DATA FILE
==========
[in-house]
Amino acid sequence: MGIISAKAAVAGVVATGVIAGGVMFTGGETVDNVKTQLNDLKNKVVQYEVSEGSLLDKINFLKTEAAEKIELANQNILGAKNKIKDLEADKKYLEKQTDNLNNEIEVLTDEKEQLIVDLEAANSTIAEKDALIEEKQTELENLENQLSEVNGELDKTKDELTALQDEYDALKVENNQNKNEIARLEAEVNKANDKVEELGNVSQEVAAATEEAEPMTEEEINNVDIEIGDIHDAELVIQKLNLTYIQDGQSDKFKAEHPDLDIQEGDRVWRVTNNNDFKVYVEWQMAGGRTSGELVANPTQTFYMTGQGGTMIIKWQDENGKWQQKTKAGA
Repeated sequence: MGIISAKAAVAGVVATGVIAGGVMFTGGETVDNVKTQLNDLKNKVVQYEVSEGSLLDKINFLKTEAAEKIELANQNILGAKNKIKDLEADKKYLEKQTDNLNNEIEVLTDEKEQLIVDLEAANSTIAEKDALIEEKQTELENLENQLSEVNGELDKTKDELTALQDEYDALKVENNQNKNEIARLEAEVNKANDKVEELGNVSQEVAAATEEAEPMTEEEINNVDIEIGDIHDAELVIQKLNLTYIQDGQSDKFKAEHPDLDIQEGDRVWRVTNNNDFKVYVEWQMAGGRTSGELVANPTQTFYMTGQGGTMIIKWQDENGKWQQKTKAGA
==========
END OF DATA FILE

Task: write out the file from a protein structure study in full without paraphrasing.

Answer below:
[in-house]
Amino acid sequence: MGIISAKAAVAGVVATGVIAGGVMFTGGETVDNVKTQLNDLKNKVVQYEVSEGSLLDKINFLKTEAAEKIELANQNILGAKNKIKDLEADKKYLEKQTDNLNNEIEVLTDEKEQLIVDLEAANSTIAEKDALIEEKQTELENLENQLSEVNGELDKTKDELTALQDEYDALKVENNQNKNEIARLEAEVNKANDKVEELGNVSQEVAAATEEAEPMTEEEINNVDIEIGDIHDAELVIQKLNLTYIQDGQSDKFKAEHPDLDIQEGDRVWRVTNNNDFKVYVEWQMAGGRTSGELVANPTQTFYMTGQGGTMIIKWQDENGKWQQKTKAGA
Repeated sequence: MGIISAKAAVAGVVATGVIAGGVMFTGGETVDNVKTQLNDLKNKVVQYEVSEGSLLDKINFLKTEAAEKIELANQNILGAKNKIKDLEADKKYLEKQTDNLNNEIEVLTDEKEQLIVDLEAANSTIAEKDALIEEKQTELENLENQLSEVNGELDKTKDELTALQDEYDALKVENNQNKNEIARLEAEVNKANDKVEELGNVSQEVAAATEEAEPMTEEEINNVDIEIGDIHDAELVIQKLNLTYIQDGQSDKFKAEHPDLDIQEGDRVWRVTNNNDFKVYVEWQMAGGRTSGELVANPTQTFYMTGQGGTMIIKWQDENGKWQQKTKAGA